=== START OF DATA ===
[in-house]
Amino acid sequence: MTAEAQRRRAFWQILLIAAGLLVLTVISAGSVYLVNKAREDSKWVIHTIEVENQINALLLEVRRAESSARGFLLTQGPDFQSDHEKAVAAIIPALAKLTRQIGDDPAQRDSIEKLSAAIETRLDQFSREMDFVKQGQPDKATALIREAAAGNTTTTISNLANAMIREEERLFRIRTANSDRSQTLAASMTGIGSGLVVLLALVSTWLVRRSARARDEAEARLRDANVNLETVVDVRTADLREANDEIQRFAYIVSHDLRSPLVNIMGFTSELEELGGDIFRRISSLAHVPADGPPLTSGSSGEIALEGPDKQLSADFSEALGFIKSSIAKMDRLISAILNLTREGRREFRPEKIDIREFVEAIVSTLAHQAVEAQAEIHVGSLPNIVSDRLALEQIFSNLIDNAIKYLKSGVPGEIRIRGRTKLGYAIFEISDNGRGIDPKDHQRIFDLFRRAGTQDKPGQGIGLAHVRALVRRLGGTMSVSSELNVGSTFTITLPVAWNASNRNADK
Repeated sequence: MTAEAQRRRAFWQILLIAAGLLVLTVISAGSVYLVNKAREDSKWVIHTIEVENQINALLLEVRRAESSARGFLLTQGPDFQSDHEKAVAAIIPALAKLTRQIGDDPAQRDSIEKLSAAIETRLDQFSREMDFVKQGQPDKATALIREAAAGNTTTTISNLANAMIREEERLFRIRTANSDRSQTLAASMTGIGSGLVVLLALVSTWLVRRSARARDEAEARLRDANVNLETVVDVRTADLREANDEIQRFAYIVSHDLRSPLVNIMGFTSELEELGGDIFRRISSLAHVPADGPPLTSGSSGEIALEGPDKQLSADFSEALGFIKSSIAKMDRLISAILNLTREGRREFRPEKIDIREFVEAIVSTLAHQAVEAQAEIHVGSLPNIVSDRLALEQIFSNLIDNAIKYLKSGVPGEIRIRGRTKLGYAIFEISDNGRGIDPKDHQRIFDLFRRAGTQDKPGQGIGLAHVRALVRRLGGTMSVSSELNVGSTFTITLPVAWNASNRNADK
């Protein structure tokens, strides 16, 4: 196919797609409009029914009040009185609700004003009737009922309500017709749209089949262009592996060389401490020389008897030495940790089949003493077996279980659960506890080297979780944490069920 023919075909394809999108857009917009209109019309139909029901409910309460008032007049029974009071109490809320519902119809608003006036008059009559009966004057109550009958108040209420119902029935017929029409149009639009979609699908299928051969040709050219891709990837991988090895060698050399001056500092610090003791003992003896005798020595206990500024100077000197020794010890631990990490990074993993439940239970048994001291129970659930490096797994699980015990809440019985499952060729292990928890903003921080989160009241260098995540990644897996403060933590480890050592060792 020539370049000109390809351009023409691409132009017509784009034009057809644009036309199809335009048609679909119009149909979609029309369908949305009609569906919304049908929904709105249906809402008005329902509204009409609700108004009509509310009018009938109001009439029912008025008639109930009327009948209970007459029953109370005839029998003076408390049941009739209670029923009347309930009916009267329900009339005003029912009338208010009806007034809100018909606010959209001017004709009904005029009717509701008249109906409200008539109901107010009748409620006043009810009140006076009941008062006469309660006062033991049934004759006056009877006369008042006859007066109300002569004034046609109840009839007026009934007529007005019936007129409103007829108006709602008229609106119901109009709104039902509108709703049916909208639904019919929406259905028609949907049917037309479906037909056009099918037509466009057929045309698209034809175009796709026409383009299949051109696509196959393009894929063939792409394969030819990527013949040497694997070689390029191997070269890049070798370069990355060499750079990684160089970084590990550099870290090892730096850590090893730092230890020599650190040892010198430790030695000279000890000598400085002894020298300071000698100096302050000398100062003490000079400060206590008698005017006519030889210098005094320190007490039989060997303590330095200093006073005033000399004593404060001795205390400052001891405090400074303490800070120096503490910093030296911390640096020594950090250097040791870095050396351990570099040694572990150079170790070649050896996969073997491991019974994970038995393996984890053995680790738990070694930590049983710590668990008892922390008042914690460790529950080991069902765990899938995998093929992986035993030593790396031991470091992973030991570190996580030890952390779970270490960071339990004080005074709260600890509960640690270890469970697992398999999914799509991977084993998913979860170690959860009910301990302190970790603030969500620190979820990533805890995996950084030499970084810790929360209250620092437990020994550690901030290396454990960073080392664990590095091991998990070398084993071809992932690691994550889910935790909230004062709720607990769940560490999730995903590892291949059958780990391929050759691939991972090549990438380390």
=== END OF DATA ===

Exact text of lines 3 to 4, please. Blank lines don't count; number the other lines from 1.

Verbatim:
Repeated sequence: MTAEAQRRRAFWQILLIAAGLLVLTVISAGSVYLVNKAREDSKWVIHTIEVENQINALLLEVRRAESSARGFLLTQGPDFQSDHEKAVAAIIPALAKLTRQIGDDPAQRDSIEKLSAAIETRLDQFSREMDFVKQGQPDKATALIREAAAGNTTTTISNLANAMIREEERLFRIRTANSDRSQTLAASMTGIGSGLVVLLALVSTWLVRRSARARDEAEARLRDANVNLETVVDVRTADLREANDEIQRFAYIVSHDLRSPLVNIMGFTSELEELGGDIFRRISSLAHVPADGPPLTSGSSGEIALEGPDKQLSADFSEALGFIKSSIAKMDRLISAILNLTREGRREFRPEKIDIREFVEAIVSTLAHQAVEAQAEIHVGSLPNIVSDRLALEQIFSNLIDNAIKYLKSGVPGEIRIRGRTKLGYAIFEISDNGRGIDPKDHQRIFDLFRRAGTQDKPGQGIGLAHVRALVRRLGGTMSVSSELNVGSTFTITLPVAWNASNRNADK
């Protein structure tokens, strides 16, 4: 196919797609409009029914009040009185609700004003009737009922309500017709749209089949262009592996060389401490020389008897030495940790089949003493077996279980659960506890080297979780944490069920 023919075909394809999108857009917009209109019309139909029901409910309460008032007049029974009071109490809320519902119809608003006036008059009559009966004057109550009958108040209420119902029935017929029409149009639009979609699908299928051969040709050219891709990837991988090895060698050399001056500092610090003791003992003896005798020595206990500024100077000197020794010890631990990490990074993993439940239970048994001291129970659930490096797994699980015990809440019985499952060729292990928890903003921080989160009241260098995540990644897996403060933590480890050592060792 020539370049000109390809351009023409691409132009017509784009034009057809644009036309199809335009048609679909119009149909979609029309369908949305009609569906919304049908929904709105249906809402008005329902509204009409609700108004009509509310009018009938109001009439029912008025008639109930009327009948209970007459029953109370005839029998003076408390049941009739209670029923009347309930009916009267329900009339005003029912009338208010009806007034809100018909606010959209001017004709009904005029009717509701008249109906409200008539109901107010009748409620006043009810009140006076009941008062006469309660006062033991049934004759006056009877006369008042006859007066109300002569004034046609109840009839007026009934007529007005019936007129409103007829108006709602008229609106119901109009709104039902509108709703049916909208639904019919929406259905028609949907049917037309479906037909056009099918037509466009057929045309698209034809175009796709026409383009299949051109696509196959393009894929063939792409394969030819990527013949040497694997070689390029191997070269890049070798370069990355060499750079990684160089970084590990550099870290090892730096850590090893730092230890020599650190040892010198430790030695000279000890000598400085002894020298300071000698100096302050000398100062003490000079400060206590008698005017006519030889210098005094320190007490039989060997303590330095200093006073005033000399004593404060001795205390400052001891405090400074303490800070120096503490910093030296911390640096020594950090250097040791870095050396351990570099040694572990150079170790070649050896996969073997491991019974994970038995393996984890053995680790738990070694930590049983710590668990008892922390008042914690460790529950080991069902765990899938995998093929992986035993030593790396031991470091992973030991570190996580030890952390779970270490960071339990004080005074709260600890509960640690270890469970697992398999999914799509991977084993998913979860170690959860009910301990302190970790603030969500620190979820990533805890995996950084030499970084810790929360209250620092437990020994550690901030290396454990960073080392664990590095091991998990070398084993071809992932690691994550889910935790909230004062709720607990769940560490999730995903590892291949059958780990391929050759691939991972090549990438380390």